And you can just feel the power of the place when you're out. Of course, the mountains and the woods were always special. But Yellowstone, just you can feel that power course there's all that power rumbling, that you can't help but pick up but it feels like a very spiritual and powerful place. And I'm sure over the millennia, all the natives that visited there felt the same way.

They're [Yellowstone Park officials] figuring the Sheep Eaters were the only tribes that actually live there year-round. But there's ties to 29 other tribes that, you know, probably visited the area, they apparently found some big, earthen Camas ovens where these Camas roots that were an important part of the Shoshone diet back in the day are inedible unless you roast them for three days. So they found these big Camas ovens they call them. Not to mention all the other resources that are up there from pine nuts to bitterroot, lilies, biscuit-root, all the berries and the different animal resources that the tribes used to live off.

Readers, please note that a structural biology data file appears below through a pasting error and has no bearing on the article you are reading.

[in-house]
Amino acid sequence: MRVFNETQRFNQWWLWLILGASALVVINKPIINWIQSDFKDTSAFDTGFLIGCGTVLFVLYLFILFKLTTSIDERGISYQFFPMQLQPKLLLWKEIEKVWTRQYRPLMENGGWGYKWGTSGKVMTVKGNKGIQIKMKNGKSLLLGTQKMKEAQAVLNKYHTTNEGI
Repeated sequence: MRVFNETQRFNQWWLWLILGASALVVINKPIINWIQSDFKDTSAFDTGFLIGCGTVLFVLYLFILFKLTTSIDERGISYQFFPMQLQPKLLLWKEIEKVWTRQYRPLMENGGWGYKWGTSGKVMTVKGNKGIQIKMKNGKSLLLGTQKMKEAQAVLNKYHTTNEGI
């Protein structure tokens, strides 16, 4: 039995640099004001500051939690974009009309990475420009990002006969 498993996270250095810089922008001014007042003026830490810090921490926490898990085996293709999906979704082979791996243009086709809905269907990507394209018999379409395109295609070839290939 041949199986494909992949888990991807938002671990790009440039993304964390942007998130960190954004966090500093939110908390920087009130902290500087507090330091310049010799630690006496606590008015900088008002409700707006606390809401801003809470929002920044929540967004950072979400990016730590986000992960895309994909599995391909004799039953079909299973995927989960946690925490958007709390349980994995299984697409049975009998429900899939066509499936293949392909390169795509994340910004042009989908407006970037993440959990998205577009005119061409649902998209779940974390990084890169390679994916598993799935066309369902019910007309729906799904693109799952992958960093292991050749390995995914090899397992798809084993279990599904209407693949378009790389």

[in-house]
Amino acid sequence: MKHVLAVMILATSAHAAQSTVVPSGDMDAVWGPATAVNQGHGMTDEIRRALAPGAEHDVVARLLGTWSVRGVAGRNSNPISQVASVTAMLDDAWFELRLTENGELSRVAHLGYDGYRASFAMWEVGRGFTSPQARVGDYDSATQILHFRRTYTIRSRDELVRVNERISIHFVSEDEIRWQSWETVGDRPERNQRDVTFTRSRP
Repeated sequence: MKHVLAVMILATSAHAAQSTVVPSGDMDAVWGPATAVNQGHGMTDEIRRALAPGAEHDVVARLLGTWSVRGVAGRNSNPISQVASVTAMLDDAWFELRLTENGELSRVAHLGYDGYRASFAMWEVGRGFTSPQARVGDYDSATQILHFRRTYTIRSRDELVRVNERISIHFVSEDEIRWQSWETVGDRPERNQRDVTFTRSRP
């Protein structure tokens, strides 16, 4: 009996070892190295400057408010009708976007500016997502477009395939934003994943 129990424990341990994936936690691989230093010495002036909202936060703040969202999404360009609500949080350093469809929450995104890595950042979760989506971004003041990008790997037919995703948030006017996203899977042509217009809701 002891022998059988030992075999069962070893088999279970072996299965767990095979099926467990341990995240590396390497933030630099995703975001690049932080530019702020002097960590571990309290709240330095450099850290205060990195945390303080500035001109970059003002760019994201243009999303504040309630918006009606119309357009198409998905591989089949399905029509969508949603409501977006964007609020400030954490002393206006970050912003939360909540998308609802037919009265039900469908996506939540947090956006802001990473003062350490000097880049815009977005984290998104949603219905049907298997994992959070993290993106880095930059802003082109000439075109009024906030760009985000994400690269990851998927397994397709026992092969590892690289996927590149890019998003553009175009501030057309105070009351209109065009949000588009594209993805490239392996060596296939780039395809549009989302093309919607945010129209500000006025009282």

sheep eater picnic area
Robyn Rofkar, Eastern Shoshone Cultural Center Assistant Director

Taylar Stagner: There's so much history and culinary knowledge there that if there's no signage all these millions of people every year, can just drive by and they wouldn't even know. Like, why at the 150th, are our park officials kind of reflecting and being alright, well, maybe we should be more critical of the creation of this park. Like, why do you think so now?

RR: Well, I think Secretary of Interior Deb Haaland has a lot to do with this, which is awesome. So that now they're looking at the history.